For this amazing reissue, the Tiliqua label puts on hold its obsession with vintage Japanese erotica and instead turns to the obscure psychedelics of Swedish artist Joakim Skogsberg. Dating back to 1972, Skogburg's long lost 'Jola Rota' LP originally only sold between 300 and 400 copies, and it's not terribly difficult to understand why. Tapping into the imagery of acid folk, the album's hippyish sleeve art is probably a bit misleading. In truth Jola Rota is a far more adventurous piece of work than its packaging suggests, comprising six extended compositions, usually focused on multitracked voice and the mantra-like, repetitive 'jolor' singing style indigenous to traditional Swedish music.
There's a looping melodic structure holding opener 'Jola Fran Ingbo' together, and it keeps you hooked thanks to its intensely mesmeric feel, Skogsberg's seemingly wordless chanting making you feel well and truly like you've just inadvertently joined a cult. 'Offer Rota' calls upon a greater array of sound sources, taking in percussion, clanging pianos, amorphous fuzz and trance-inducing basslines across an enveloping six minutes of droning manipulation. After the crazy-guy-humming-in-your-ear vibes of 'Fridens Liljor' the acidic lead guitar sounds of 'Besvarjelse Rota' comes as something of a relief, but it's not long before the sinister vocal utterances return, and by the close of nine-minute hypno-drone 'Jola Fran Stensate' you'll find yourself struck by an overwhelming desire to buy some magic beans from Skogsberg.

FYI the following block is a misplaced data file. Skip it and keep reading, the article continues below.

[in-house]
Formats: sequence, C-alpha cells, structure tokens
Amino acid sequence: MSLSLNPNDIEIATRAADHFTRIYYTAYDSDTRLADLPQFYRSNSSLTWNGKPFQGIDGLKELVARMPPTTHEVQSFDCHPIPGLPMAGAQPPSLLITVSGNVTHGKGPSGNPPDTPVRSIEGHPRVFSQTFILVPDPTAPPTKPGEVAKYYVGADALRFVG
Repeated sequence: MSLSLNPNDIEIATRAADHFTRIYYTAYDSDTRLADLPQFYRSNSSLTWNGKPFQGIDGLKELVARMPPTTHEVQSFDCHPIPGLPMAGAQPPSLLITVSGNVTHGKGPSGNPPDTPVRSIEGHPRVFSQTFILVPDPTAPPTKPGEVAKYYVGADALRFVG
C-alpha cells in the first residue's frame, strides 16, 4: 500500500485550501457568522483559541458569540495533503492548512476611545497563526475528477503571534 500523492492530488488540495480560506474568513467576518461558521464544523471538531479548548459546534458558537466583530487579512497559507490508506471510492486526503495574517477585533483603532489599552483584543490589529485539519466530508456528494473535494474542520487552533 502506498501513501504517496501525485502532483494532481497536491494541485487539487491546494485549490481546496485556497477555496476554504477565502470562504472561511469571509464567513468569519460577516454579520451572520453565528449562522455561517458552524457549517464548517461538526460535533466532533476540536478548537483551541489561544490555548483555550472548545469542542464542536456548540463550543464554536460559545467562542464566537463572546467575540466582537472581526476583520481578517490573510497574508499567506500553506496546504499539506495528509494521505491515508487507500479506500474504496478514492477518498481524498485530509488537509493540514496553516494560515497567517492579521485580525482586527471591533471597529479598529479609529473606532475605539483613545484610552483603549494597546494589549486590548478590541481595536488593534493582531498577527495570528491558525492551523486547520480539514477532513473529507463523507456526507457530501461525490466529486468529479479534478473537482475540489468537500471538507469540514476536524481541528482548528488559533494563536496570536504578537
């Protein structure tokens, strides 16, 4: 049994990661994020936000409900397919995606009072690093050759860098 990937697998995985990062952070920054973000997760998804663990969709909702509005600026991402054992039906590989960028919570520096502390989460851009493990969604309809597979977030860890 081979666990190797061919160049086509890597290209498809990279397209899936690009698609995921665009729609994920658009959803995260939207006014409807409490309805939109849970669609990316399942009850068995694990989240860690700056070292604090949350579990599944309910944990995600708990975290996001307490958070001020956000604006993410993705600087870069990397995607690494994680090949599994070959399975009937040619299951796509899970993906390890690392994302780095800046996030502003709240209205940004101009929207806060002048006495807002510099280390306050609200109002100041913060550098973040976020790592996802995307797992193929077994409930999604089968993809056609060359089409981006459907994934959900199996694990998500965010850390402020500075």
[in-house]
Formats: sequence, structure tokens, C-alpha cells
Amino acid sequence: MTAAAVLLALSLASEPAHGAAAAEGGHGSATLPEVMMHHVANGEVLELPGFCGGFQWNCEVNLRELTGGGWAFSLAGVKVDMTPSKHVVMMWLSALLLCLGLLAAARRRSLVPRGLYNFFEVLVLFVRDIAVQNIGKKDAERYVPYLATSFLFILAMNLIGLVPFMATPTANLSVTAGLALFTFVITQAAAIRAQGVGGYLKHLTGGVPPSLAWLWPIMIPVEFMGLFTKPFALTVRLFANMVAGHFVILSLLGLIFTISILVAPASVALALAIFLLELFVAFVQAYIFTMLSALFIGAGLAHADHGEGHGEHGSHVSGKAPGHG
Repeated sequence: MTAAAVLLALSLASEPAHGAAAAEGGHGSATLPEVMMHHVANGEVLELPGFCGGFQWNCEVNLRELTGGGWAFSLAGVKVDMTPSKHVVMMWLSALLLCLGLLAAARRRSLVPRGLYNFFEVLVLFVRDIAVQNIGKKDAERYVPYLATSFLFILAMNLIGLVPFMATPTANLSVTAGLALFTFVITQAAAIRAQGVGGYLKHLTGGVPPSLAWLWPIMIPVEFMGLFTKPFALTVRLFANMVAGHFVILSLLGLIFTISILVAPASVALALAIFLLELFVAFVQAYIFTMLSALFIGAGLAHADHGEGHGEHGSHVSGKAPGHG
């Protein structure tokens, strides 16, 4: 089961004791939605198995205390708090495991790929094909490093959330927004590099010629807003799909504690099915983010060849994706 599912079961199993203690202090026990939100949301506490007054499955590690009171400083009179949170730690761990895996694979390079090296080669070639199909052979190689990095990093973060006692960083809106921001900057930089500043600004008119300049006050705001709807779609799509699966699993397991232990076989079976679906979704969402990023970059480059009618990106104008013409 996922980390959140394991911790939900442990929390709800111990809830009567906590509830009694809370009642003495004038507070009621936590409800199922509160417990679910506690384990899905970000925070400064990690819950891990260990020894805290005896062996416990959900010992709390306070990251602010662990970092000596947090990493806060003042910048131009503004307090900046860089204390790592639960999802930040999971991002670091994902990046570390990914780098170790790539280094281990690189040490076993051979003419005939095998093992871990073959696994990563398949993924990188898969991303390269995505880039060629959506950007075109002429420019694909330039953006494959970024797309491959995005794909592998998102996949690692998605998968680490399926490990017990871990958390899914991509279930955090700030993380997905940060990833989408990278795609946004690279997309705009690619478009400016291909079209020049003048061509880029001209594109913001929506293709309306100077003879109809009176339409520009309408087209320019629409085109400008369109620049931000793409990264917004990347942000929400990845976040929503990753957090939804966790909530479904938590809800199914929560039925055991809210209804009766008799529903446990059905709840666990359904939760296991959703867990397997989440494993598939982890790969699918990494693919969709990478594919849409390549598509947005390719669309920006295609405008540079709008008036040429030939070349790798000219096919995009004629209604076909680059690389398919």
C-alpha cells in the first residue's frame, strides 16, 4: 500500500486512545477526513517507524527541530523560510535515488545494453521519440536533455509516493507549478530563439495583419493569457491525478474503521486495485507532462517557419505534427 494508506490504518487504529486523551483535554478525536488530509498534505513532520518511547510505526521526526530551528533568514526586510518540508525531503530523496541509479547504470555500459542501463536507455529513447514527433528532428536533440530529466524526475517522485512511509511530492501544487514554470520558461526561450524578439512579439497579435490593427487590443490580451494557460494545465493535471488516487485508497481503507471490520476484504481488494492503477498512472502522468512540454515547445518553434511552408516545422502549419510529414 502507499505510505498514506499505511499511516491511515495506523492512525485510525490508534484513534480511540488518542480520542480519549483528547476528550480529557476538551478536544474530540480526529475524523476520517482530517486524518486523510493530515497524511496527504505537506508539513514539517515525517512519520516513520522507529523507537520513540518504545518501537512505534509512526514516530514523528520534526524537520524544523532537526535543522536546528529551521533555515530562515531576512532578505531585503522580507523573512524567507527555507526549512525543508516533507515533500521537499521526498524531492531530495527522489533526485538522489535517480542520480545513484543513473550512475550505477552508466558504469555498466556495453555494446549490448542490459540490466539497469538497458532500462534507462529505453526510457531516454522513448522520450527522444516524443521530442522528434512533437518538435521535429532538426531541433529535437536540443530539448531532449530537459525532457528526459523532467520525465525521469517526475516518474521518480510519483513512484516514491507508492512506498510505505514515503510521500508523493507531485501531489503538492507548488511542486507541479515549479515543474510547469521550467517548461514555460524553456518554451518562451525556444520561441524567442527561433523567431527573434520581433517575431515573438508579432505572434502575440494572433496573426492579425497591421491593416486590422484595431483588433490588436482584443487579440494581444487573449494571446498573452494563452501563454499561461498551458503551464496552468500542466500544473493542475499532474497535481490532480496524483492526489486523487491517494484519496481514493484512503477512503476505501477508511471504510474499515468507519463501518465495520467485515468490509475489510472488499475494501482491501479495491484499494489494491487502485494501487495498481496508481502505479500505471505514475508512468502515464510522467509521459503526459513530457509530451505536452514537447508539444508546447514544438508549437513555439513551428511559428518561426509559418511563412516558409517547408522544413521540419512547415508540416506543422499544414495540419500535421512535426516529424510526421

Finally, 'Jola Fran Leksand reintroduces an expanded range of instruments all kept in check by a regular percussive rhythm and a jumble of weird ceremonial sounds. Jola Rota is a particularly incomprehensible record, and it's certainly no mystery as to why it's been buried beneath the sands of time. It's to Tiliqua's immense credit that they've taken the time and trouble to present this album to a modern audience, who'll hopefully be more receptive to its considerable merits. Highly Recommended